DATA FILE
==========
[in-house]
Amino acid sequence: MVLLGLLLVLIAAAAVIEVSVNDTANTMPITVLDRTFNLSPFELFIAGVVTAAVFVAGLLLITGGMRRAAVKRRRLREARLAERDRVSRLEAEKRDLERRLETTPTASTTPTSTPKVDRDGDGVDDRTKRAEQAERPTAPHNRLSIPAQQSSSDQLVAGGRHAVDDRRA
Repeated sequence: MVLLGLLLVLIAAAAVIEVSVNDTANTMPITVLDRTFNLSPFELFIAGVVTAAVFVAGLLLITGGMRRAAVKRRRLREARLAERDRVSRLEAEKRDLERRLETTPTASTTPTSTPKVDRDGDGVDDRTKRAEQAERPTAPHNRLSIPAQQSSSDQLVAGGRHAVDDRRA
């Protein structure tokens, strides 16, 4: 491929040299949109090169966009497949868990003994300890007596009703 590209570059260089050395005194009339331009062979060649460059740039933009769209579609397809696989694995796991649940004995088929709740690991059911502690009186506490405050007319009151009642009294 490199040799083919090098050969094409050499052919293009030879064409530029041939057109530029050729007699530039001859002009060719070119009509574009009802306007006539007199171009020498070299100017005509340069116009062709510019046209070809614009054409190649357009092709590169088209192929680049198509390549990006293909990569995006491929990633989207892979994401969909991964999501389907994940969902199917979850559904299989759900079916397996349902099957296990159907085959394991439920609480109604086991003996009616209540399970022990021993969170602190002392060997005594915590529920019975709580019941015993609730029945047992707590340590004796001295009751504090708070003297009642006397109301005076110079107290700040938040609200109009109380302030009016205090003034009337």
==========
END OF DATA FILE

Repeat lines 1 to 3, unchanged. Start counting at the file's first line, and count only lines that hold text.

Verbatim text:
[in-house]
Amino acid sequence: MVLLGLLLVLIAAAAVIEVSVNDTANTMPITVLDRTFNLSPFELFIAGVVTAAVFVAGLLLITGGMRRAAVKRRRLREARLAERDRVSRLEAEKRDLERRLETTPTASTTPTSTPKVDRDGDGVDDRTKRAEQAERPTAPHNRLSIPAQQSSSDQLVAGGRHAVDDRRA
Repeated sequence: MVLLGLLLVLIAAAAVIEVSVNDTANTMPITVLDRTFNLSPFELFIAGVVTAAVFVAGLLLITGGMRRAAVKRRRLREARLAERDRVSRLEAEKRDLERRLETTPTASTTPTSTPKVDRDGDGVDDRTKRAEQAERPTAPHNRLSIPAQQSSSDQLVAGGRHAVDDRRA